‘Where were the mistakes made in Turkey’s Syrian policy?’ (Sedat Ergin, Hurriyet Daily News)
"Let’s go to the very beginning. The ruling Justice and Development Party (AK Party) government, much before the Arab Spring was seen on the horizon, had headed for very close and intimate cooperation with the Bashar al-Assad administration in Syria. This policy had reached, in the year 2009, such an advanced level that joint Cabinet meetings were held between the two countries and mutual visa restrictions were lifted. Also, the affectionate relations between the Erdogan and al-Assad families somewhat warmed up the climate between the two countries.
Interestingly, during this period, the AK Party government immediately opposed the United States’ efforts to put the brakes on its cooperation with the al-Assad regime – on the grounds that it supported terror – as part of an effort to get it to act more cautiously toward Damascus. Ankara argued that the reform process in Syria could only be accomplished by supporting and strengthening the hand of Bashar al-Assad against the system he took over from his father. To that end, the domestic oppressive practices of Syria were disregarded, as well as the United Nations reports on the role of Damascus in the assassination of Lebanon Prime Minister Rafic al-Hariri in 2005.
The policy of Prime Minister Recep Tayyip Erdogan, which can be summarizes as, "Let’s give Bashar a chance; let’s try to win him over," was based on the assumption that al-Assad would just as well change the security-centered system and that the development of economic cooperation would contribute to it. When viewed from a retrospective perspective today, we can say that when this calculation was made, credit was given to al-Assad to an extent that he did not deserve."
‘Reform, round two‘ (Claire Spencer, Prospect)
"In short, the arrival of democracy, however imperfect, has not been sufficient to wrest financial and economic power from those who are used to holding it. In Tunisia, the much-needed redistribution of resources from the relatively affluent coastal areas to the under-invested interior provinces (where the uprisings of 2011 began) shows only limited signs of taking place. In Egypt, divisions persist between the urban rich and poor; between city dwellers and rural subsistence farmers; between the public and private sectors; between large conglomerates and very small (but few medium-sized) enterprises; between Copts and Muslims. The Islamists (Salafists and the Muslim Brotherhood) are themselves internally divided and, even with the majority of the electorate behind them, have failed to find a consensus over economic policy with the military leadership that still controls Egypt’s affairs. It is not that the Muslim Brotherhood, now heading the interim government, is against the private sector or market reforms-quite the opposite. It is the marketplace for political control over and interference in the economy (above all that of the army) that needs to be straightened out first.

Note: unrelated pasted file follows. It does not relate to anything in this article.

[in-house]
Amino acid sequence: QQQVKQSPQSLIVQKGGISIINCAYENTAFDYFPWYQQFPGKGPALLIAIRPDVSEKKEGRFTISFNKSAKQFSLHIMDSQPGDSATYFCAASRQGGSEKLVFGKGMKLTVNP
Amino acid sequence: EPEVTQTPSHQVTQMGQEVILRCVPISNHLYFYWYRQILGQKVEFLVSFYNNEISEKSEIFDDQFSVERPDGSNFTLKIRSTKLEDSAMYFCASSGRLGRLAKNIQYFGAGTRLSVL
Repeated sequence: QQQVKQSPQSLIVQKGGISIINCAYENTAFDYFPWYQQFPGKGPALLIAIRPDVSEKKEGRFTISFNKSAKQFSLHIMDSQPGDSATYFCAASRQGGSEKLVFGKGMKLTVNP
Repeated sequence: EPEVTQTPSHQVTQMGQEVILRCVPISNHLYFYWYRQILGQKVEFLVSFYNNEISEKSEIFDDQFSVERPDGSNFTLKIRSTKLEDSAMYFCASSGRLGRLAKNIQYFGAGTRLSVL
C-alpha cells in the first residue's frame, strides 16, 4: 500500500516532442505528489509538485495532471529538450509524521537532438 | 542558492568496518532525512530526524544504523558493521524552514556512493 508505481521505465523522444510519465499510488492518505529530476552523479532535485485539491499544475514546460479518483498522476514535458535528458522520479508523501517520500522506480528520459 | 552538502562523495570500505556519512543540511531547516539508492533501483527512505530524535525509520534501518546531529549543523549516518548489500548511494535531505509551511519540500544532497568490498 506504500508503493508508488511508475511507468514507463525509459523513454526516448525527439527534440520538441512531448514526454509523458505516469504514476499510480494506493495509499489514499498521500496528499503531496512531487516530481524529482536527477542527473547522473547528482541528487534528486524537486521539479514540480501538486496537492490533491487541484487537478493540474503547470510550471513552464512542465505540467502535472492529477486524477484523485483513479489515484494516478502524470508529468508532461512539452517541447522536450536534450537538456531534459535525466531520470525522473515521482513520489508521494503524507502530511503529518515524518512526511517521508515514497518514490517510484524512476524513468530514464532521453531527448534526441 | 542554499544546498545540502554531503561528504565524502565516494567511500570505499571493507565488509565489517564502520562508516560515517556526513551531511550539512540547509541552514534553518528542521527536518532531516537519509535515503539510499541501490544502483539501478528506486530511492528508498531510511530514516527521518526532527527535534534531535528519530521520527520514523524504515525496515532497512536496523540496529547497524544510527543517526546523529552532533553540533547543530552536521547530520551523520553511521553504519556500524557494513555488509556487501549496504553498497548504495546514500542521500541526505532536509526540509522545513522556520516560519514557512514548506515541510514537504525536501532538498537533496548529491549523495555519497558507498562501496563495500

This raises the question of whether a more participatory politics since 2011 has opened the way for more participatory economic systems. There is a real possibility that the failure of the new, and not-so-new, leaderships of the region to come to grips with economic reform will undermine the political gains of the Arab Spring."
‘Obama should arm Syrian rebels’ (Chris Coons, USA Today)
"As Syria approaches a turning point in the uprising against President Bashar Assad’s repressive regime, it is time for the U.S. to engage with rebel leaders directly and materially to encourage an outcome that brings peace to Syria, stabilizes the region and promotes American values.
Recent developments – including the defections of the former prime minister, several diplomats and generals; the resignation of United Nations special envoy Kofi Annan; and the increasingly horrific attacks on civilians ordered by Assad – paint a picture of a desperate regime that has lost all legitimacy and is clinging to control of a country on the precipice of change. If the U.S. fails now to take a more decisive role in shaping Syria’s future, it risks a post-Assad Syria transforming into an anti-American haven for jihadist threats to the West and our regional allies."
— By Mary Casey